Agency banking took effect in Kenya in May 2010 after the publication of prudential guidelines by the Central Bank of Kenya. Agency banking has been practiced in a number of countries such as Brazil, Columba, Pakistan, South Africa and Indonesia.
This study is intended to asses some of the factors that contribute to the adoption of agency banking in Kenya. Four independent variables were assessed namely Customer Service. Convenience, population increase and quality of agents. The dependent variable will be the total commissions earned by agents from time to time at intervals of six months.
TABLE OF CONTENTS
Definition of Terms x
CHAPTER ONE 1
1.1 Background of the Study 1
1.2 Statement of the Problem 3
1.3 Objectives of the Study 5
1.3.1 General Objectives 5
1.3.2 Specific Objectives 5
1.4 Research Questions 5
1.5 Justification for the Study 5
CHAPTER TWO 7
LITERATURE REVIEW 7
2.1. The Theoretical Review 7
2.1.1 Introduction 7
2.1.2 Diffusion of Innovation Theory 7
2.1.3 Agency Theory 9
2.1.4 Kane's Market Technology and Political Theory of Innovation 10
2.2 Relevance of the Theories 11
2.3 Empirical Review 13
2.3.1 Customer Service 13
2.3.2 Convenience 16
2.3.3 Agent Quality 17
2.3.4 Population Increase 18
2.4.1 Research Gap 20
2.5 CONCEPTUAL FRAMEWORK 20
CHAPTER 3 22
3.1 Introduction 22
3.1 Research Design 22
3.2 Population 22
3.3 Sampling Frame 23
3.4 Sample and Sampling Technique 23
3.5 Data Collection Procedure 24
3.5 Instruments 25
3.6 Data Collection Procedure 25
3.7 Pilot Test 25
3.8 Data Processing and Analysis 26
APPENDICES I: Introductory Letter 29
Appendix II: Questionnaires 30
Agent's Questionnaire 30
Customer's questionnaire 34
Appendix III: Research Budget 36
Appendix IV: Work Plan 37
Table of Figures
Figure 1. 1: Distribution Channel 4
Figure 2.1: Diffusion of Innovation 8
Figure 2. 2: Conceptual Framework Model………………………………………………………………………………………21
Figure 3. 1 Sample Size Table………………………………………………………………………………………………23
CBK- Central Bank of Kenya
PIN- Personal Identification Number
POS- Point of Sale
ATM-Automated Teller Machine
KCB-Kenya Commercial Bank
DTB- Diamond Trust Bank
SME- Small and Medium Enterprises.
Definition of Terms
Agent - is a retail or postal outlet contracted by a financial institution or a mobile network operator to process clients' transactions.
Float- is duplicate money present in the banking system during the time between a deposit being made in the recipient's account and the money being deducted from the sender's account.
Commission- a form of payment to an agent for services rendered
1.1 Background of the Study
An agency bank is a company or organization that acts in some capacity on behalf of another bank, bank agents therefore, cannot accept deposits or extend loans in its own name, and it acts as agent for the parent bank. It is a retail outlet contracted by a financial institution or a mobile network operator to process clients' transactions. Rather than a branch teller, it is the owner or an employee of the retail outlet who conducts the transaction and lets clients deposit, withdraw, and transfer funds, pay their bills, inquire about an account balance, or receive government benefits or a direct deposit from their employer (Central Bank of Kenya (CBK), 2010). Banking agents can be pharmacies, supermarkets, convenience stores, lottery outlets, post offices, and many more.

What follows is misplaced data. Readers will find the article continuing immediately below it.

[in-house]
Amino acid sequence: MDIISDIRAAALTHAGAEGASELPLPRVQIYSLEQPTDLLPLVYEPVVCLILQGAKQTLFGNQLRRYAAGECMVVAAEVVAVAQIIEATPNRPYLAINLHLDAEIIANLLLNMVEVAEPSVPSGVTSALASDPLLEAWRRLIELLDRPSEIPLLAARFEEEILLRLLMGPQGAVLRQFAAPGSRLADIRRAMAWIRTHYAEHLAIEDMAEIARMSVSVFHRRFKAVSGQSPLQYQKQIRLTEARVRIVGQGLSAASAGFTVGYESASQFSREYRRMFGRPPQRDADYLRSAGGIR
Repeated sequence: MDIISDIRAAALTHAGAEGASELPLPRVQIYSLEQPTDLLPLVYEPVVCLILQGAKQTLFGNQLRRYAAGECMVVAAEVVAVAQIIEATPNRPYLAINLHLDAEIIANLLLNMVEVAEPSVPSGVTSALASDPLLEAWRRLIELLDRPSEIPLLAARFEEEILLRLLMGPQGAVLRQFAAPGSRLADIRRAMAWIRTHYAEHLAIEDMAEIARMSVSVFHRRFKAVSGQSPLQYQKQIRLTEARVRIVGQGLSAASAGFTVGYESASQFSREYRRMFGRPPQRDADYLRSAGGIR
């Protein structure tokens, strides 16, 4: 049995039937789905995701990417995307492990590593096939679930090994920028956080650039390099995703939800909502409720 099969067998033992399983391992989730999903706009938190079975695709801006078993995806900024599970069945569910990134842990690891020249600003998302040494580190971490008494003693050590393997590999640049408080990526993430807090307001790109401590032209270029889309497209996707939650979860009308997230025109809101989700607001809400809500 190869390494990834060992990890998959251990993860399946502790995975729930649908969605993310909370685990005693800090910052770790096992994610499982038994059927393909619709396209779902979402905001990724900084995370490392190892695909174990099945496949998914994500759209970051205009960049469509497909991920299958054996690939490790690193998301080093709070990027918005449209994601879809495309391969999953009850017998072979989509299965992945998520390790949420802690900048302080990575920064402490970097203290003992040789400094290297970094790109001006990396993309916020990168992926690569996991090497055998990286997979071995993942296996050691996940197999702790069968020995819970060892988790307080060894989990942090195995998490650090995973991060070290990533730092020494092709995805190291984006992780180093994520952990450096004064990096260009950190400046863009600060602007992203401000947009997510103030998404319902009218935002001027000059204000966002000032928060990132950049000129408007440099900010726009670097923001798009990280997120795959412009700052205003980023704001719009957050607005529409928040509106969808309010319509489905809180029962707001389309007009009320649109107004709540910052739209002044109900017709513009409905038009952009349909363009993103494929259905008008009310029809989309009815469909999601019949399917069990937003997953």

Globally, these retailers and post offices are increasingly utilized as important distribution channels for financial institutions. The points of service range from post offices in the Outback of Australia where clients from all banks can conduct their transactions, to rural France where the bank Crédit Agricole uses corner stores to provide financial services, to small lottery outlets in Brazil at which clients can receive their social payments and access their bank accounts.
Many banks, microfinance institutions, and mobile operators started to experiment with banking agent networks in various countries around the world such as Brazil, Peru, Colombia, Kenya, Mexico, Pakistan, the Philippines, and South Africa.
Latin America is the region that has been witnessed to have a great advancement in agency banking. Here governments concerned about expanding financial sector infrastructure have adjusted regulation and are providing incentives for banks to reach new geographies and new client segments through banking agents.
Banking agents are usually equipped with a combination of point-of-sale (POS) card reader, mobile phone, barcode scanner to scan bills for bill payment transactions, personal identification number (PIN) pads, and sometimes personal computers (PCs) that connect with the bank's server using a personal dial-up or other data connection. Clients that transact at the agent use a magnetic stripe bank card or their mobile phone to access their bank account or e-wallet respectively. Identification of customers is normally done through a PIN, but could also involve biometrics. With regard to the transaction verification, authorization, and settlement platform, banking agents are similar to any other remote bank channel.